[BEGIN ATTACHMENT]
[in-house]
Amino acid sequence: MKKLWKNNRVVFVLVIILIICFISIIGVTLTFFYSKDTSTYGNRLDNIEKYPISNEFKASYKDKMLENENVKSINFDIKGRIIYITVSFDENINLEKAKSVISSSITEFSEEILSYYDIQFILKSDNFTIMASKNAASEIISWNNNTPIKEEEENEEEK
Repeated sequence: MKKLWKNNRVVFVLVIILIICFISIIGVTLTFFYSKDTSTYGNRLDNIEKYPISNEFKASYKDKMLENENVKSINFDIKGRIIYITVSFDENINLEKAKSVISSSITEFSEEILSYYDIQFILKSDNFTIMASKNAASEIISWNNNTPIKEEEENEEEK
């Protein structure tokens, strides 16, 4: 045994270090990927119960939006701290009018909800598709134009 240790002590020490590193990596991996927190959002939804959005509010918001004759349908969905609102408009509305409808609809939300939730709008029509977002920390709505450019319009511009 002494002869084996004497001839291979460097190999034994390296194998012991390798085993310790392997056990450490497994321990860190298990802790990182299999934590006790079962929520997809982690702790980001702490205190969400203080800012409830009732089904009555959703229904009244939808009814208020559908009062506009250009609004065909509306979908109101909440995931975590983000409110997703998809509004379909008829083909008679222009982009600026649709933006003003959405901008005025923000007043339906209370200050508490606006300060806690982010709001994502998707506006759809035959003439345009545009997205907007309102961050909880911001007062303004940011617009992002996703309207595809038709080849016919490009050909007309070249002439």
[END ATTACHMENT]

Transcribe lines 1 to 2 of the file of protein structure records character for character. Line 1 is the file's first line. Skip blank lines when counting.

[in-house]
Amino acid sequence: MKKLWKNNRVVFVLVIILIICFISIIGVTLTFFYSKDTSTYGNRLDNIEKYPISNEFKASYKDKMLENENVKSINFDIKGRIIYITVSFDENINLEKAKSVISSSITEFSEEILSYYDIQFILKSDNFTIMASKNAASEIISWNNNTPIKEEEENEEEK